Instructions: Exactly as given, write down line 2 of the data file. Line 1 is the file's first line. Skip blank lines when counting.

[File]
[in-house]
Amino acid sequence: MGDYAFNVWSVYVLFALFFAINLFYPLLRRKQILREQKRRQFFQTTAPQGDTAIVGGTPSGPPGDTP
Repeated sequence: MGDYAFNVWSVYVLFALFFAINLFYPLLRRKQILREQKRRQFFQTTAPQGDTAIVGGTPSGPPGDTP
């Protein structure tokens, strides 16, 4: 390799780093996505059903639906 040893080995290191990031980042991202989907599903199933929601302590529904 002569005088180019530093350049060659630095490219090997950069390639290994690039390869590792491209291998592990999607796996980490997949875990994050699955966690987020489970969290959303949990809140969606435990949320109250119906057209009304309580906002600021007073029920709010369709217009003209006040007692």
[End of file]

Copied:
Amino acid sequence: MGDYAFNVWSVYVLFALFFAINLFYPLLRRKQILREQKRRQFFQTTAPQGDTAIVGGTPSGPPGDTP